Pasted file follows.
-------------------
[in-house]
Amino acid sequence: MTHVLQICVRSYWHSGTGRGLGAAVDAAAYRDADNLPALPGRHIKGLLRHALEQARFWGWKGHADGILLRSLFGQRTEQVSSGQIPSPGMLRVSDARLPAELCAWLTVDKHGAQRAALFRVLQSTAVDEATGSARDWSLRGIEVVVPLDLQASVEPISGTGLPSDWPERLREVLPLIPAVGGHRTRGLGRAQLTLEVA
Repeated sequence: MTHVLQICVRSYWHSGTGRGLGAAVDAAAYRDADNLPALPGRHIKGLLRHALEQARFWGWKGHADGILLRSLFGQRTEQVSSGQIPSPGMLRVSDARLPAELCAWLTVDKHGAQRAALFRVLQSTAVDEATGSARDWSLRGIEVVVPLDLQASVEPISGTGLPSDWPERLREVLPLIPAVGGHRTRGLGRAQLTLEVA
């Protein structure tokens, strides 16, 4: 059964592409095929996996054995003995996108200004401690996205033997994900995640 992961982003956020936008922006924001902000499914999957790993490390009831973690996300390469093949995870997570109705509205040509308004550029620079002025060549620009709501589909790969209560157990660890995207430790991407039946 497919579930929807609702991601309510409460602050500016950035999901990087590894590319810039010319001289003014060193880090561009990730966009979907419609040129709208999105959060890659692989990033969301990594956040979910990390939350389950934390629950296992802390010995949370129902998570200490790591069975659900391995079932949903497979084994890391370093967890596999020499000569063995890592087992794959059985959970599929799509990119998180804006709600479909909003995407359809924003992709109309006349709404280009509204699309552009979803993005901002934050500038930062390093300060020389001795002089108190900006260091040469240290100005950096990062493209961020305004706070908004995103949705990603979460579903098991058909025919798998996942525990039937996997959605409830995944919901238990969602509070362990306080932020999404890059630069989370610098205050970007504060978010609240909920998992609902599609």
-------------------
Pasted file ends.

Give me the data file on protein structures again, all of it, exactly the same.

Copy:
[in-house]
Amino acid sequence: MTHVLQICVRSYWHSGTGRGLGAAVDAAAYRDADNLPALPGRHIKGLLRHALEQARFWGWKGHADGILLRSLFGQRTEQVSSGQIPSPGMLRVSDARLPAELCAWLTVDKHGAQRAALFRVLQSTAVDEATGSARDWSLRGIEVVVPLDLQASVEPISGTGLPSDWPERLREVLPLIPAVGGHRTRGLGRAQLTLEVA
Repeated sequence: MTHVLQICVRSYWHSGTGRGLGAAVDAAAYRDADNLPALPGRHIKGLLRHALEQARFWGWKGHADGILLRSLFGQRTEQVSSGQIPSPGMLRVSDARLPAELCAWLTVDKHGAQRAALFRVLQSTAVDEATGSARDWSLRGIEVVVPLDLQASVEPISGTGLPSDWPERLREVLPLIPAVGGHRTRGLGRAQLTLEVA
């Protein structure tokens, strides 16, 4: 059964592409095929996996054995003995996108200004401690996205033997994900995640 992961982003956020936008922006924001902000499914999957790993490390009831973690996300390469093949995870997570109705509205040509308004550029620079002025060549620009709501589909790969209560157990660890995207430790991407039946 497919579930929807609702991601309510409460602050500016950035999901990087590894590319810039010319001289003014060193880090561009990730966009979907419609040129709208999105959060890659692989990033969301990594956040979910990390939350389950934390629950296992802390010995949370129902998570200490790591069975659900391995079932949903497979084994890391370093967890596999020499000569063995890592087992794959059985959970599929799509990119998180804006709600479909909003995407359809924003992709109309006349709404280009509204699309552009979803993005901002934050500038930062390093300060020389001795002089108190900006260091040469240290100005950096990062493209961020305004706070908004995103949705990603979460579903098991058909025919798998996942525990039937996997959605409830995944919901238990969602509070362990306080932020999404890059630069989370610098205050970007504060978010609240909920998992609902599609």